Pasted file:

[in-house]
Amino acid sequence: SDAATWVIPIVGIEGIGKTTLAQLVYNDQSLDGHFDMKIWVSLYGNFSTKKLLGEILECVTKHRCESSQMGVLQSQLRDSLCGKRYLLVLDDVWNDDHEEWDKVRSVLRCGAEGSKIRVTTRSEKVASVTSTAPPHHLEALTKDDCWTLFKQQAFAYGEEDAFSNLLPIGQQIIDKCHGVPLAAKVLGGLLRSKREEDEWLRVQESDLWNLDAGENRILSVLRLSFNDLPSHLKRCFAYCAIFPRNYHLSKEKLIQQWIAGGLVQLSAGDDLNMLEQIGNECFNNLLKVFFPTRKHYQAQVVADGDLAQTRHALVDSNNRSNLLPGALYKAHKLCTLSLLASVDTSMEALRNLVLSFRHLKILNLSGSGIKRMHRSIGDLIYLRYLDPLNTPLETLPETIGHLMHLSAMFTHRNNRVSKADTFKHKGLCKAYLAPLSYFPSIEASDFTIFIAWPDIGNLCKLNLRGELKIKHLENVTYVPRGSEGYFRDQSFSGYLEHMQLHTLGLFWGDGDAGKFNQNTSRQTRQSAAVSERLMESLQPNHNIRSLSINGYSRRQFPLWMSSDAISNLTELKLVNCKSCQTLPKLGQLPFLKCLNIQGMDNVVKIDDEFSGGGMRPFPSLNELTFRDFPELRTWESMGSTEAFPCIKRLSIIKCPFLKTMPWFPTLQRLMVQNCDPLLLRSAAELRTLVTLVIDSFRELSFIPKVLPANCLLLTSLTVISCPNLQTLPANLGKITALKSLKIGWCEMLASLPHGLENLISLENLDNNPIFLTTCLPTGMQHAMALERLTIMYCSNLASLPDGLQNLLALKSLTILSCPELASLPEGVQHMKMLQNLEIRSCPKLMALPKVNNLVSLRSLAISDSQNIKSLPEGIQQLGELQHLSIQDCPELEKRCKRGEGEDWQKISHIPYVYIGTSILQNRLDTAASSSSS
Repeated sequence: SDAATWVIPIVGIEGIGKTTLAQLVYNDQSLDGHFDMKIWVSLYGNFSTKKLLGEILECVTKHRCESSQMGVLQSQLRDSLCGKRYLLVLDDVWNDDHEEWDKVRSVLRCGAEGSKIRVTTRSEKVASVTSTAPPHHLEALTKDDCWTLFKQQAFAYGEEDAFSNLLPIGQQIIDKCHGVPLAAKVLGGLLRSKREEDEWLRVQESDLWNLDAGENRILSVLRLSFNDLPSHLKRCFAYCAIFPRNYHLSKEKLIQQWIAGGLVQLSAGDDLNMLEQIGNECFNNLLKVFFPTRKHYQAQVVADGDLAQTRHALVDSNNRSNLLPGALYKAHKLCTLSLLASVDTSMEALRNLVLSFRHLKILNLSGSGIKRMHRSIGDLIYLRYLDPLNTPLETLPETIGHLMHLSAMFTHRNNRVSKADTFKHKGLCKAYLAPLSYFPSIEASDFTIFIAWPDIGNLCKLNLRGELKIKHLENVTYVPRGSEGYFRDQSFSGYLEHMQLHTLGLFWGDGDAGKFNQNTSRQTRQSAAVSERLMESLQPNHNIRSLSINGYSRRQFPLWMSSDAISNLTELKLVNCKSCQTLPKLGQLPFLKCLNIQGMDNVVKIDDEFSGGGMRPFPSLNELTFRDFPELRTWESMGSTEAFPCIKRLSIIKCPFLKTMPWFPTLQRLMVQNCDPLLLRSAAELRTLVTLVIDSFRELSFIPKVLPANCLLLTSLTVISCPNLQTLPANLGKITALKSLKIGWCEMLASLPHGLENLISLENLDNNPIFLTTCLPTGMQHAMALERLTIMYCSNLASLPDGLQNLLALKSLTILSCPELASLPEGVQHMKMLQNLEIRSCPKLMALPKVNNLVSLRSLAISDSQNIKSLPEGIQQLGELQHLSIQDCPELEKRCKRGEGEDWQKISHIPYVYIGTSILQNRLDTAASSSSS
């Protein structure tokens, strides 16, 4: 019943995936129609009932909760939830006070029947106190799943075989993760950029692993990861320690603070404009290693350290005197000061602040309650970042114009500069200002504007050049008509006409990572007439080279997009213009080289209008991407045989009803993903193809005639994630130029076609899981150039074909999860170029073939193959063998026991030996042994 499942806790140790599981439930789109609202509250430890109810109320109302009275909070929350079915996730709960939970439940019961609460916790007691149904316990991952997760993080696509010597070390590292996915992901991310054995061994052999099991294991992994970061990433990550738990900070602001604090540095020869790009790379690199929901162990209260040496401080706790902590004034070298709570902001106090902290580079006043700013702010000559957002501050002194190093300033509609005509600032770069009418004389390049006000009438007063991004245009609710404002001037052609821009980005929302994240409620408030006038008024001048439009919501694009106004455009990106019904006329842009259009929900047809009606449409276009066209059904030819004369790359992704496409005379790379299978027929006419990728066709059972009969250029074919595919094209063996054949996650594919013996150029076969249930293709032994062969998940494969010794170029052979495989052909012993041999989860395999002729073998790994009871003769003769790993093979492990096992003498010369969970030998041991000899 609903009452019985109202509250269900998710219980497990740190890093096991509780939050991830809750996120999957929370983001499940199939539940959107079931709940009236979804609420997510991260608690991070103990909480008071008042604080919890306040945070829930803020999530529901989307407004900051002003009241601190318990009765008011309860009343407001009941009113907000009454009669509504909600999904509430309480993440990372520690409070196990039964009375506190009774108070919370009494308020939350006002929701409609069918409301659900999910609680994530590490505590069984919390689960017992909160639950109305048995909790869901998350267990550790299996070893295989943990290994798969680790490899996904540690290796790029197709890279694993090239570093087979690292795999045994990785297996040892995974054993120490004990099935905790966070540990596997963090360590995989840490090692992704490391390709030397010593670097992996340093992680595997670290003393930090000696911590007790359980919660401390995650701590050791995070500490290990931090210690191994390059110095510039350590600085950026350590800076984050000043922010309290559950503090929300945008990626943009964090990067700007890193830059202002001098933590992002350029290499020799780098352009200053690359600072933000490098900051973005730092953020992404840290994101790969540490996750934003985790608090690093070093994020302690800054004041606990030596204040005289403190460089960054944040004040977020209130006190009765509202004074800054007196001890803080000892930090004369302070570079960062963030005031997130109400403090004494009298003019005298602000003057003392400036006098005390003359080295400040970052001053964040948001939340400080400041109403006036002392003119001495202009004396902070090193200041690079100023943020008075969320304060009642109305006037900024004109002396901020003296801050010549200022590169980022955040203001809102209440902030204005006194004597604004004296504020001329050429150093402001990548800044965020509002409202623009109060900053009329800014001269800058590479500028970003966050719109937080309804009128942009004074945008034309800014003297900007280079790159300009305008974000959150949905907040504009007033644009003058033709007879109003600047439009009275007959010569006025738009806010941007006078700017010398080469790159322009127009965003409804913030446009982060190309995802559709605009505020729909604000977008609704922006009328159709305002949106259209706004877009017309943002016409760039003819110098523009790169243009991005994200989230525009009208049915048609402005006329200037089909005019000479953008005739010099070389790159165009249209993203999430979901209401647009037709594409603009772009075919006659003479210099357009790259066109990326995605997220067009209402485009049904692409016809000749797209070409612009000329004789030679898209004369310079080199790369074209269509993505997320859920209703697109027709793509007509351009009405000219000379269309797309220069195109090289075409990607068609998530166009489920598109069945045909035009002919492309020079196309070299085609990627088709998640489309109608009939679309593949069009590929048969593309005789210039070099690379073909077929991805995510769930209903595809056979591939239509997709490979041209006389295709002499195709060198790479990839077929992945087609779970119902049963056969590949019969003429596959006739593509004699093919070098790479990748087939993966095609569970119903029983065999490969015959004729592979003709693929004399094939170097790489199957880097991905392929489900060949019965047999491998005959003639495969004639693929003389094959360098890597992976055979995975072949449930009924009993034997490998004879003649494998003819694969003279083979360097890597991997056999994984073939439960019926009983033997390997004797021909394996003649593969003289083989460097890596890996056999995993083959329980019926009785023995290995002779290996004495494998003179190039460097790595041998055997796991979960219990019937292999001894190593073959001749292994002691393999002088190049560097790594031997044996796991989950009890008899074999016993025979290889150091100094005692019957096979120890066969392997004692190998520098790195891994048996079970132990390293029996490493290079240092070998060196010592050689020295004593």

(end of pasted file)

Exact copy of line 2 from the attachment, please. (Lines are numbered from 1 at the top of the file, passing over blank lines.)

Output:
Amino acid sequence: SDAATWVIPIVGIEGIGKTTLAQLVYNDQSLDGHFDMKIWVSLYGNFSTKKLLGEILECVTKHRCESSQMGVLQSQLRDSLCGKRYLLVLDDVWNDDHEEWDKVRSVLRCGAEGSKIRVTTRSEKVASVTSTAPPHHLEALTKDDCWTLFKQQAFAYGEEDAFSNLLPIGQQIIDKCHGVPLAAKVLGGLLRSKREEDEWLRVQESDLWNLDAGENRILSVLRLSFNDLPSHLKRCFAYCAIFPRNYHLSKEKLIQQWIAGGLVQLSAGDDLNMLEQIGNECFNNLLKVFFPTRKHYQAQVVADGDLAQTRHALVDSNNRSNLLPGALYKAHKLCTLSLLASVDTSMEALRNLVLSFRHLKILNLSGSGIKRMHRSIGDLIYLRYLDPLNTPLETLPETIGHLMHLSAMFTHRNNRVSKADTFKHKGLCKAYLAPLSYFPSIEASDFTIFIAWPDIGNLCKLNLRGELKIKHLENVTYVPRGSEGYFRDQSFSGYLEHMQLHTLGLFWGDGDAGKFNQNTSRQTRQSAAVSERLMESLQPNHNIRSLSINGYSRRQFPLWMSSDAISNLTELKLVNCKSCQTLPKLGQLPFLKCLNIQGMDNVVKIDDEFSGGGMRPFPSLNELTFRDFPELRTWESMGSTEAFPCIKRLSIIKCPFLKTMPWFPTLQRLMVQNCDPLLLRSAAELRTLVTLVIDSFRELSFIPKVLPANCLLLTSLTVISCPNLQTLPANLGKITALKSLKIGWCEMLASLPHGLENLISLENLDNNPIFLTTCLPTGMQHAMALERLTIMYCSNLASLPDGLQNLLALKSLTILSCPELASLPEGVQHMKMLQNLEIRSCPKLMALPKVNNLVSLRSLAISDSQNIKSLPEGIQQLGELQHLSIQDCPELEKRCKRGEGEDWQKISHIPYVYIGTSILQNRLDTAASSSSS